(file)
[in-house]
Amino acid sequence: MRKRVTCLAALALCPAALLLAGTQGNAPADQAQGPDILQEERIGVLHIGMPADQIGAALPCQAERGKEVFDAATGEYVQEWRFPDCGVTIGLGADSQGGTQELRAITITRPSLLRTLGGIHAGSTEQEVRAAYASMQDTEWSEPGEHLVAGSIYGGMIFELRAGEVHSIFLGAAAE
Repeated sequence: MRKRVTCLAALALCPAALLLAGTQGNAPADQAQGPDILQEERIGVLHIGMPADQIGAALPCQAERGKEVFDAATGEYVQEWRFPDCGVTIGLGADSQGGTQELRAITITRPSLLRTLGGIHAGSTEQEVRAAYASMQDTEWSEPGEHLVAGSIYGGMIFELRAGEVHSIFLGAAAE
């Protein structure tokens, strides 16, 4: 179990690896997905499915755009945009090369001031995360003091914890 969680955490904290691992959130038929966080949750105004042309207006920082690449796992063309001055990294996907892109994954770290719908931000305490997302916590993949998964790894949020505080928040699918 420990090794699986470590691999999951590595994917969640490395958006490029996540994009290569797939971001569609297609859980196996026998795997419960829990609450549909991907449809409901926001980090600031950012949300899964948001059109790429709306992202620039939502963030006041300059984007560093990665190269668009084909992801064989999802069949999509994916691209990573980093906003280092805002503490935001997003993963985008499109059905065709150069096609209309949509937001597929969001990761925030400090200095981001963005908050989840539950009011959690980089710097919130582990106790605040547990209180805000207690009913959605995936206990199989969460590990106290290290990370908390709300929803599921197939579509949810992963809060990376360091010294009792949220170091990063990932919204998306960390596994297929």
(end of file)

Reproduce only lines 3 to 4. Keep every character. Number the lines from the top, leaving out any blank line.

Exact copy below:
Repeated sequence: MRKRVTCLAALALCPAALLLAGTQGNAPADQAQGPDILQEERIGVLHIGMPADQIGAALPCQAERGKEVFDAATGEYVQEWRFPDCGVTIGLGADSQGGTQELRAITITRPSLLRTLGGIHAGSTEQEVRAAYASMQDTEWSEPGEHLVAGSIYGGMIFELRAGEVHSIFLGAAAE
């Protein structure tokens, strides 16, 4: 179990690896997905499915755009945009090369001031995360003091914890 969680955490904290691992959130038929966080949750105004042309207006920082690449796992063309001055990294996907892109994954770290719908931000305490997302916590993949998964790894949020505080928040699918 420990090794699986470590691999999951590595994917969640490395958006490029996540994009290569797939971001569609297609859980196996026998795997419960829990609450549909991907449809409901926001980090600031950012949300899964948001059109790429709306992202620039939502963030006041300059984007560093990665190269668009084909992801064989999802069949999509994916691209990573980093906003280092805002503490935001997003993963985008499109059905065709150069096609209309949509937001597929969001990761925030400090200095981001963005908050989840539950009011959690980089710097919130582990106790605040547990209180805000207690009913959605995936206990199989969460590990106290290290990370908390709300929803599921197939579509949810992963809060990376360091010294009792949220170091990063990932919204998306960390596994297929």